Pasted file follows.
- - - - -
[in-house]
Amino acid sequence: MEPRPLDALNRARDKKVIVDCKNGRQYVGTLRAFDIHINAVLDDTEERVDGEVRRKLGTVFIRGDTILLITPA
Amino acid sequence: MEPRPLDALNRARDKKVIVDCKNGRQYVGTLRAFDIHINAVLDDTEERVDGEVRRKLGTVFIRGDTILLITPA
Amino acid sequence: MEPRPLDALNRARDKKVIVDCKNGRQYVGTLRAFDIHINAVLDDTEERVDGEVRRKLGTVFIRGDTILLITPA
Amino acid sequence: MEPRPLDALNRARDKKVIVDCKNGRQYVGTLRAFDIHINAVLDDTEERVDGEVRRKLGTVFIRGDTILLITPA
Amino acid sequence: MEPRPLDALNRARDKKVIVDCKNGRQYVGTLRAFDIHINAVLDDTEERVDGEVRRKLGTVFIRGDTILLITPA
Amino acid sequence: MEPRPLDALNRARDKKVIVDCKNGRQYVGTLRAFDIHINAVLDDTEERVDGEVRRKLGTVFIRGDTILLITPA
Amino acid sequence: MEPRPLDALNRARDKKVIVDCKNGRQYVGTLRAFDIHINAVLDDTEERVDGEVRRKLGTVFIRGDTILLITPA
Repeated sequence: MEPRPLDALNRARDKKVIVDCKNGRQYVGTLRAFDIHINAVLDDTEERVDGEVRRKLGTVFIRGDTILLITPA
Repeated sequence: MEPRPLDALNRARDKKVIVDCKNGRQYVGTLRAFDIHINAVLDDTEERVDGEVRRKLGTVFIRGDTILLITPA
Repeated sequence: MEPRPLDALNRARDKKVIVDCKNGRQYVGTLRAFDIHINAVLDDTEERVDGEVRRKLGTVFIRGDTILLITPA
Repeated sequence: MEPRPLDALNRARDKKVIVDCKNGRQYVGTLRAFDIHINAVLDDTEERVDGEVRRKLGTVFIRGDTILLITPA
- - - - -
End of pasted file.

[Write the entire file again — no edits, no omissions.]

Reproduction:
[in-house]
Amino acid sequence: MEPRPLDALNRARDKKVIVDCKNGRQYVGTLRAFDIHINAVLDDTEERVDGEVRRKLGTVFIRGDTILLITPA
Amino acid sequence: MEPRPLDALNRARDKKVIVDCKNGRQYVGTLRAFDIHINAVLDDTEERVDGEVRRKLGTVFIRGDTILLITPA
Amino acid sequence: MEPRPLDALNRARDKKVIVDCKNGRQYVGTLRAFDIHINAVLDDTEERVDGEVRRKLGTVFIRGDTILLITPA
Amino acid sequence: MEPRPLDALNRARDKKVIVDCKNGRQYVGTLRAFDIHINAVLDDTEERVDGEVRRKLGTVFIRGDTILLITPA
Amino acid sequence: MEPRPLDALNRARDKKVIVDCKNGRQYVGTLRAFDIHINAVLDDTEERVDGEVRRKLGTVFIRGDTILLITPA
Amino acid sequence: MEPRPLDALNRARDKKVIVDCKNGRQYVGTLRAFDIHINAVLDDTEERVDGEVRRKLGTVFIRGDTILLITPA
Amino acid sequence: MEPRPLDALNRARDKKVIVDCKNGRQYVGTLRAFDIHINAVLDDTEERVDGEVRRKLGTVFIRGDTILLITPA
Repeated sequence: MEPRPLDALNRARDKKVIVDCKNGRQYVGTLRAFDIHINAVLDDTEERVDGEVRRKLGTVFIRGDTILLITPA
Repeated sequence: MEPRPLDALNRARDKKVIVDCKNGRQYVGTLRAFDIHINAVLDDTEERVDGEVRRKLGTVFIRGDTILLITPA
Repeated sequence: MEPRPLDALNRARDKKVIVDCKNGRQYVGTLRAFDIHINAVLDDTEERVDGEVRRKLGTVFIRGDTILLITPA
Repeated sequence: MEPRPLDALNRARDKKVIVDCKNGRQYVGTLRAFDIHINAVLDDTEERVDGEVRRKLGTVFIRGDTILLITPA